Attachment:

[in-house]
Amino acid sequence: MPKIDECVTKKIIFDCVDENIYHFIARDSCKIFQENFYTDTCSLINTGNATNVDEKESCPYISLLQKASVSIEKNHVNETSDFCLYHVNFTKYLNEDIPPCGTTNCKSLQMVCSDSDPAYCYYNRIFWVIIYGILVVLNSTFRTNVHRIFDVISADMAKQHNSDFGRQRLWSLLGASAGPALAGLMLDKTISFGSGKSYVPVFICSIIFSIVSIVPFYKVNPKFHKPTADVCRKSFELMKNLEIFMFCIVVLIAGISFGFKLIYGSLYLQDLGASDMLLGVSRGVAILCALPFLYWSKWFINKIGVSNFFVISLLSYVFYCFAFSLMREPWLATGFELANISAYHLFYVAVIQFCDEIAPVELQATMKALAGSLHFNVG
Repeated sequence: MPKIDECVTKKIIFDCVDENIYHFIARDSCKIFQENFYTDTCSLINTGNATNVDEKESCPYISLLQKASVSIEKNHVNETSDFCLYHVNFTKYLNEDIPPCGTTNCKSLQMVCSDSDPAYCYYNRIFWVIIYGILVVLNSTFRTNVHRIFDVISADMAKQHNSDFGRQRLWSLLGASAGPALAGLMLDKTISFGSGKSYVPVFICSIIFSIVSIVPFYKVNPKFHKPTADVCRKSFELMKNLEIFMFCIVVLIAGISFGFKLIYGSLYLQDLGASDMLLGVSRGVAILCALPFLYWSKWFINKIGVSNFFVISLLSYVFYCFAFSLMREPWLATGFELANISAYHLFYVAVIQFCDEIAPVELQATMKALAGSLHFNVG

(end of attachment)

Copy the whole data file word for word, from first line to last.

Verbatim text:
[in-house]
Amino acid sequence: MPKIDECVTKKIIFDCVDENIYHFIARDSCKIFQENFYTDTCSLINTGNATNVDEKESCPYISLLQKASVSIEKNHVNETSDFCLYHVNFTKYLNEDIPPCGTTNCKSLQMVCSDSDPAYCYYNRIFWVIIYGILVVLNSTFRTNVHRIFDVISADMAKQHNSDFGRQRLWSLLGASAGPALAGLMLDKTISFGSGKSYVPVFICSIIFSIVSIVPFYKVNPKFHKPTADVCRKSFELMKNLEIFMFCIVVLIAGISFGFKLIYGSLYLQDLGASDMLLGVSRGVAILCALPFLYWSKWFINKIGVSNFFVISLLSYVFYCFAFSLMREPWLATGFELANISAYHLFYVAVIQFCDEIAPVELQATMKALAGSLHFNVG
Repeated sequence: MPKIDECVTKKIIFDCVDENIYHFIARDSCKIFQENFYTDTCSLINTGNATNVDEKESCPYISLLQKASVSIEKNHVNETSDFCLYHVNFTKYLNEDIPPCGTTNCKSLQMVCSDSDPAYCYYNRIFWVIIYGILVVLNSTFRTNVHRIFDVISADMAKQHNSDFGRQRLWSLLGASAGPALAGLMLDKTISFGSGKSYVPVFICSIIFSIVSIVPFYKVNPKFHKPTADVCRKSFELMKNLEIFMFCIVVLIAGISFGFKLIYGSLYLQDLGASDMLLGVSRGVAILCALPFLYWSKWFINKIGVSNFFVISLLSYVFYCFAFSLMREPWLATGFELANISAYHLFYVAVIQFCDEIAPVELQATMKALAGSLHFNVG